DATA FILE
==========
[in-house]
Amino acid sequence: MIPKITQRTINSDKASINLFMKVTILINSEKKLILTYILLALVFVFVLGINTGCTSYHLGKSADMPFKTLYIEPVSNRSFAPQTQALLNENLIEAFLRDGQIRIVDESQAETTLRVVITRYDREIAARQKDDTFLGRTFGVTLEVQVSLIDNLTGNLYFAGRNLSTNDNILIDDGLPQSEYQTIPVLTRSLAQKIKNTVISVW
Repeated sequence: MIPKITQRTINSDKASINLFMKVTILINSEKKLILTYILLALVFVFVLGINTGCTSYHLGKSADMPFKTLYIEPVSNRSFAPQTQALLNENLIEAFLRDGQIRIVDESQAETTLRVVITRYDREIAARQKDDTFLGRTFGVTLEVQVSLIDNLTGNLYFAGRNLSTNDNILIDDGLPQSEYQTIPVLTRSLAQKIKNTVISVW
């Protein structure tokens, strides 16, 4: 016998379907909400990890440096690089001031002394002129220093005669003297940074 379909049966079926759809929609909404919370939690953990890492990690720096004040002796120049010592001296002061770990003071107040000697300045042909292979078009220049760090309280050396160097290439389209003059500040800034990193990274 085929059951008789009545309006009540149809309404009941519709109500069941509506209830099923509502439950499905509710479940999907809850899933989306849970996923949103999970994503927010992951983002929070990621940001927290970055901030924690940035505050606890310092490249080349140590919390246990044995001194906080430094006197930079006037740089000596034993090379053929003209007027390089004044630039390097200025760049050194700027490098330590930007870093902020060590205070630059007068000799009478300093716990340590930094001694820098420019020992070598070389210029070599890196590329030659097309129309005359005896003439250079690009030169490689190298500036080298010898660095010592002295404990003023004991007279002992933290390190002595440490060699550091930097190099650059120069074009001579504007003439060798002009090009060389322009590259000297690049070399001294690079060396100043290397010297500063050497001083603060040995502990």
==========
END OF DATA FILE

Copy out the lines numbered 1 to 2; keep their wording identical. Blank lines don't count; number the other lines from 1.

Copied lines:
[in-house]
Amino acid sequence: MIPKITQRTINSDKASINLFMKVTILINSEKKLILTYILLALVFVFVLGINTGCTSYHLGKSADMPFKTLYIEPVSNRSFAPQTQALLNENLIEAFLRDGQIRIVDESQAETTLRVVITRYDREIAARQKDDTFLGRTFGVTLEVQVSLIDNLTGNLYFAGRNLSTNDNILIDDGLPQSEYQTIPVLTRSLAQKIKNTVISVW